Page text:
Some restaurants in the United Kingdom are choosing to shut their doors ahead of the Christmas holiday over lack of staff and consumer fears over the omicron variant of COVID-19.
Over the weekend of 18 December, 54 percent of venues were down more than 40 percent in revenue last weekend, with one in five businesses reporting a sales drop of more than 60 percent, advocacy group UKHospitality said in a press release.
Restaurants and other eating venues make 25 percent of their profit during the Christmas period, according to UKHospitality.
Some restaurant owners said they have no choice but to close early for Christmas “due to a flood of canceled reservations and concerns about the health of staffers,” per CNN.
"It's affecting staff morale, and it's affecting us projecting any reasonable income that could justify this,” Mangal 2 Co-owner Ferhat Dirik told CNN.
In response, the U.K. government has announced a restaurant grant program worth GBP 1.5 billion (USD 2 billion, EUR 1.8 billion), which includes GBP 6,000 (USD 8,000, EUR 7,000) per restaurant to help them keep their doors open.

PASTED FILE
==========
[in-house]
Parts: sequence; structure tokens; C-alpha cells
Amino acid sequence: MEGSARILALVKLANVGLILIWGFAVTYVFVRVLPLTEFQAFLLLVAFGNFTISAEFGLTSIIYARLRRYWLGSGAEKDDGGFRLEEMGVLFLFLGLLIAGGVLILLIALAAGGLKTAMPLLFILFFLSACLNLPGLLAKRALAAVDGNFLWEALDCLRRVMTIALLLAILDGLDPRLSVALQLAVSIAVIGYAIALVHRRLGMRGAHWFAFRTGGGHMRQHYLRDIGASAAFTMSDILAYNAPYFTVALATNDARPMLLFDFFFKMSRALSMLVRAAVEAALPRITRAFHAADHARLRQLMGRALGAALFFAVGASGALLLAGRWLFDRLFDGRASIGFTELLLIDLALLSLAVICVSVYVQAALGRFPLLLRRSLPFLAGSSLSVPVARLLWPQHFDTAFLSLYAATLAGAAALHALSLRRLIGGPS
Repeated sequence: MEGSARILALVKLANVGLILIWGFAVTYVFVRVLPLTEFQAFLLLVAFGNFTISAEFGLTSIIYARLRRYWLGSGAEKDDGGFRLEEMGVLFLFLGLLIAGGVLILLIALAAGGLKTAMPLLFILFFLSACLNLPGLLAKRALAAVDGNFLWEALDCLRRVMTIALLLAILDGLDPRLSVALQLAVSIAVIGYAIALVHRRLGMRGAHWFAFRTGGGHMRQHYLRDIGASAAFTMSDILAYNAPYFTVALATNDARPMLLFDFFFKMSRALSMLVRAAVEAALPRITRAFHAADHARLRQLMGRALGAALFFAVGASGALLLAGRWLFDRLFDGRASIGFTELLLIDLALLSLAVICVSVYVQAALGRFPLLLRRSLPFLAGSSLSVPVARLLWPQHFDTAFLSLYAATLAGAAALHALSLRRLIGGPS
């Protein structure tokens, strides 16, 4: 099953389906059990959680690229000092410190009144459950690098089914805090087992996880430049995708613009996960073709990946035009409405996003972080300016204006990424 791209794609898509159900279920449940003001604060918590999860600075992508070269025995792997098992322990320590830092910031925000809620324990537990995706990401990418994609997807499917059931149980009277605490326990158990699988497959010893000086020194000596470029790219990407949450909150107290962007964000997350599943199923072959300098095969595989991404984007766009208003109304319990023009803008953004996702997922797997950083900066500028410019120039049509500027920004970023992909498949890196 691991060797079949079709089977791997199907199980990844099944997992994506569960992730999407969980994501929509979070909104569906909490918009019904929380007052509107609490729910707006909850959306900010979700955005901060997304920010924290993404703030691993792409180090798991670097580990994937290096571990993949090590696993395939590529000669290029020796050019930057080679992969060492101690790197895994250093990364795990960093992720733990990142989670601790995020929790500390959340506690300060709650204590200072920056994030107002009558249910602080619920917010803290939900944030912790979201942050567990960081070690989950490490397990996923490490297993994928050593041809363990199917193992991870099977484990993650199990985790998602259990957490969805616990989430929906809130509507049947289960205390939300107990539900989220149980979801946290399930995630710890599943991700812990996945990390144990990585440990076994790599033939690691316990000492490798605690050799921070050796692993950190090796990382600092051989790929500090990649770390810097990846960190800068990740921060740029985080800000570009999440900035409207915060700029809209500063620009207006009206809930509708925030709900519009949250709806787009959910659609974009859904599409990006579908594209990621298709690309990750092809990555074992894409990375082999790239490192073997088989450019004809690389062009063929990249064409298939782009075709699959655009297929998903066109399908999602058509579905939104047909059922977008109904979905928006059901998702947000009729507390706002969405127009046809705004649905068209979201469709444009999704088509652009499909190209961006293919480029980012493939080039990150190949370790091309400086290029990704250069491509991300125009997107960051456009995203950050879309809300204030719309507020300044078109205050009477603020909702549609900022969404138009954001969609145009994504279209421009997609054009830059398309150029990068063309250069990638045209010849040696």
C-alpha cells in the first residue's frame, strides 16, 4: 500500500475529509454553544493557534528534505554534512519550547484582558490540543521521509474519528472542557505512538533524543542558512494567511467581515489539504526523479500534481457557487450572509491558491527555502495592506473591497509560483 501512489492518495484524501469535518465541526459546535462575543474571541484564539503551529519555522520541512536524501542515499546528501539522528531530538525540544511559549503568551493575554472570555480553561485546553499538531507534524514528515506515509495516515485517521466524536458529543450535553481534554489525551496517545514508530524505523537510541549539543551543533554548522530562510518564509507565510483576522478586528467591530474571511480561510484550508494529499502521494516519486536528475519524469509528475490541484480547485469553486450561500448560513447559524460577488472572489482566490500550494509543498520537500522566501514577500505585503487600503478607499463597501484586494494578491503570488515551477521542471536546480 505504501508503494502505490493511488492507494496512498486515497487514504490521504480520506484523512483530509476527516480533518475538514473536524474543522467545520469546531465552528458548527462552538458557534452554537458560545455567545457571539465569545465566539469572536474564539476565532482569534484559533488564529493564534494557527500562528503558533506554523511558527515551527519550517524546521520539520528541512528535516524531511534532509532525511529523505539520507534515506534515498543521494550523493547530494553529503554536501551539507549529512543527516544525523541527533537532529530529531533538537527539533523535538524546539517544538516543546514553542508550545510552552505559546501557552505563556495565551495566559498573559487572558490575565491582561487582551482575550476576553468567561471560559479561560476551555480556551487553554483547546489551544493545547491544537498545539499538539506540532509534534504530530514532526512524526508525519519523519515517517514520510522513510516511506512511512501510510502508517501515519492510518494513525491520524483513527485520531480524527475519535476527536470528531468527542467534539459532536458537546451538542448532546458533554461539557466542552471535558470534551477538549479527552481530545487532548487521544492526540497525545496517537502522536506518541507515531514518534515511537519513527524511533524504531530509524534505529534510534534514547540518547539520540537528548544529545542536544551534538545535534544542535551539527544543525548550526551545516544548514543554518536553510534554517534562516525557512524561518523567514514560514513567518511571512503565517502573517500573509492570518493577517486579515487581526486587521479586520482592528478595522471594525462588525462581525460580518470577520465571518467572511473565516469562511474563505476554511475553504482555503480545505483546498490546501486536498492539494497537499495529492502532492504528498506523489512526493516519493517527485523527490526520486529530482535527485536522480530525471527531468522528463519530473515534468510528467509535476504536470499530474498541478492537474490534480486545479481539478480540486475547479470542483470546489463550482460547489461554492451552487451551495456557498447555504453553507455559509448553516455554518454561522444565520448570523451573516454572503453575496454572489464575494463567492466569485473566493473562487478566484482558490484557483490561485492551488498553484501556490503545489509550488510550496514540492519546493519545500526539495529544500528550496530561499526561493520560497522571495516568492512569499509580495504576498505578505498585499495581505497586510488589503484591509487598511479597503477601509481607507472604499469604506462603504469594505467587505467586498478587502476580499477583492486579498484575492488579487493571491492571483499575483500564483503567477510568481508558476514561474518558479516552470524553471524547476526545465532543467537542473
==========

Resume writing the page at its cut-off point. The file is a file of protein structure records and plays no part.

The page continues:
“This is a generous package building on existing hospitality support measures to provide an immediate emergency cash injection for those businesses who, through no fault of their own, have seen their most valuable trading period annihilated,” UKHospitality CEO Kate Nicholl said. “It will help to secure jobs and business viability in the short term, particularly among small businesses in the sector, and we particularly welcome the boost to funds for the supply chain and event and business catering companies so badly affected by the reintroduction of work from home guidelines.”
In addition, the government’s rent moratorium remains in place as “commercial landlords have been asked to show patience with struggling hospitality tenants,” UK Hospitality said.
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